I just want to say to everyone who has replied to this thread - even though I might disagree with what you say (for now) I appreciate the time you took to share your thoughts. This isn't about "winning an argument" or "being right" - it's about learning and sharing information/knowledge. At least for me.

    Thanks again.
     
  13. ldhair

    ldhair Clean Supporter

    Yes it can and it's common of the profile.
     
    Paddy54 likes this.
  14. physics-fan3.14

    physics-fan3.14 You got any more of them.... prooflikes?

    Islander80-83 likes this.
  15. ksparrow

    ksparrow Coin Hoarder

    Interesting thread,and some really nice closeup photos. thanks all for the knowledge.
     
  16. geekpryde

    geekpryde Husband and Father

    I owned a Bugs Bunny, and normally its alot more obvious than your example. Personally, I wouldnt call yours (in the original post) a true Bugs Bunny, but thats just one mans opinion.

    here was mine:

    1951 50C Bugs Bunny PCGS 24592262 CAC Obv Closeup-.jpg
     
    Islander80-83 likes this.
  17. stldanceartist

    stldanceartist Minister of Silly Walks Supporter

    Okay, so (in the interest of having fun and providing the best photos I can to help people check out the coin and further the discussion) I decided to take a couple more images to share.

    Image 1: closeup of the nose to show the die clash

    I'm certain this is the clashed die, since I can look at the coin in hand, but this photo might help those having trouble also seeing it.

    1953 D Franklin Half PCGS MS64FBL - Booger.jpg

    Images 2 & 3: the chin and neck area to show what my original question was trying to figure out

    1953 D Franklin Half PCGS MS64FBL - Profile 3.jpg

    1953 D Franklin Half PCGS MS64FBL - Profile 4.jpg

    Now, what I'm seeing in hand is that there is a ridge in between the lower section of the extra metal and the edge of the profile proper (red arrows). Also note that there is a section of the extra metal where it disappears into the fields (yellow arrow.) And there is a section right at the tip of his chin that absolutely looks like it could be strike doubling (blue arrow) because it's relatively flat.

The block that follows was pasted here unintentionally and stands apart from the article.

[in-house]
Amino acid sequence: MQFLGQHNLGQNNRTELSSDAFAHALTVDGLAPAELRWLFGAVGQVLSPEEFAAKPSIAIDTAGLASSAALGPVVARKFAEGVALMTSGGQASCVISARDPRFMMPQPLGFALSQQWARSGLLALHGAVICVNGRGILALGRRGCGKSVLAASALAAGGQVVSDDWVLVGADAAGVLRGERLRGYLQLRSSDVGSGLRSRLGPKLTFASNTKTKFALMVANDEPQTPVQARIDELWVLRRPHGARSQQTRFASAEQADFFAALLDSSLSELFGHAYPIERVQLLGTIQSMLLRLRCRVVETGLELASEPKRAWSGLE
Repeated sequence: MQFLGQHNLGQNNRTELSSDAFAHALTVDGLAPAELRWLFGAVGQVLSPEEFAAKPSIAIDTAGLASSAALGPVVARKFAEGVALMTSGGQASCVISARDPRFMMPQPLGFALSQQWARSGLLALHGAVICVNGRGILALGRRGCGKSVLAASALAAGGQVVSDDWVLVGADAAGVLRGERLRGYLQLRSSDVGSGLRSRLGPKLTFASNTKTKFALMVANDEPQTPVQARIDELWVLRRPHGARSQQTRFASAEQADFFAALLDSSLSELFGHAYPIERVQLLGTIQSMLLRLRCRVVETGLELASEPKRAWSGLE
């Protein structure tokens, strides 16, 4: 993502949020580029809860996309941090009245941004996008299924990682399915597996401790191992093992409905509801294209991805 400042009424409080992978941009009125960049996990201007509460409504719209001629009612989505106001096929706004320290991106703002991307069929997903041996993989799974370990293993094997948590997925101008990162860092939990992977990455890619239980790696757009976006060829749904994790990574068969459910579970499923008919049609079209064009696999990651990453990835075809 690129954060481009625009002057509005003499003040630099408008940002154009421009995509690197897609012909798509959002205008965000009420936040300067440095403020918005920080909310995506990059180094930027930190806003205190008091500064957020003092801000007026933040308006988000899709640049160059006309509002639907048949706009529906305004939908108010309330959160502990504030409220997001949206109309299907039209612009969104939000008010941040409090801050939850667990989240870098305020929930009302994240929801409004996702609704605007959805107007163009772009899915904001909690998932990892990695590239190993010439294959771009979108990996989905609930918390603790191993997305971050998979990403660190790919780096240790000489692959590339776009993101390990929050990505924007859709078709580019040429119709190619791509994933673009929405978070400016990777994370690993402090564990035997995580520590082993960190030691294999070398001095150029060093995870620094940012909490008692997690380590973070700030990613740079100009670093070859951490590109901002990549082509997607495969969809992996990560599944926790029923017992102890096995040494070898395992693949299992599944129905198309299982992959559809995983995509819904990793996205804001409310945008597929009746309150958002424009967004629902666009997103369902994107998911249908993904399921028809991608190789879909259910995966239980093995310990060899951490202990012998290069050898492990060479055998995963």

1953 D Franklin Half PCGS MS64FBL - Profile 3 copy.jpg

    But if it were truly mechanical/strike doubling, would the doubling disappear in the middle of it like this (yellow arrow)? I've always read that mechanical/strike doubling happens during the strike - so it's going to be somewhat consistent from end to end (either all the same magnitude or increasing in magnitude from one end to the other.) How would it be possible for this to be an example of mechanical/strike doubling and have it disappear halfway through? And how could there be a ridge in between two raised areas? Sure, the blue looks like it could be mechanical/strike doubling...but not the yellow/red areas. (But that's just me - I'm happy to be corrected if someone can explain how it could come to be.)

    I'm really interested to hear if these new images help change anyone's mind or reinforce what they were already thinking.

    Thanks!
     
    Paddy54 likes this.
  18. ldhair

    ldhair Clean Supporter

    I don't know what else to call it. This example shows changes to the size of the doubling. It goes from thick to thin at the chin, it goes to thick at the neck and back to thin below that.
    Image_0538.jpg
     
    yakpoo likes this.
  19. stldanceartist

    stldanceartist Minister of Silly Walks Supporter

    First off, thanks for adding that picture - that's a really cool coin. And that's not considered a DDO?

    So, what I see is a relatively consistent extra image from start to finish - bottom lip to just above a "very naughty bit indeed" (for all the Monty Python fans.) I get that it might not have to include the entire design - but it doesn't restart halfway down her breast (that I can tell.) I suppose I could see that as an example of how mine could potentially be created...but I'm not completely convinced yet haha

    EDIT: Also, since the machinery that your coin was made with is different from the machinery my coin was made with (I just read a bit on how your coin was doubled using a screw press), how would that compare/contrast with a more modern minting process/machinery?
     
  20. Paddy54

    Paddy54 Variety Collector

    I had an 1824 doubled the same on its profile.Thats how I knew exactly what I was looking at. Nice coin Larry
     
    ldhair likes this.
  21. ldhair

    ldhair Clean Supporter

    Machine doubling has many types and names. Ejection doubling, shift doubling, push doubling and slide doubling. I don't know what to call your coin.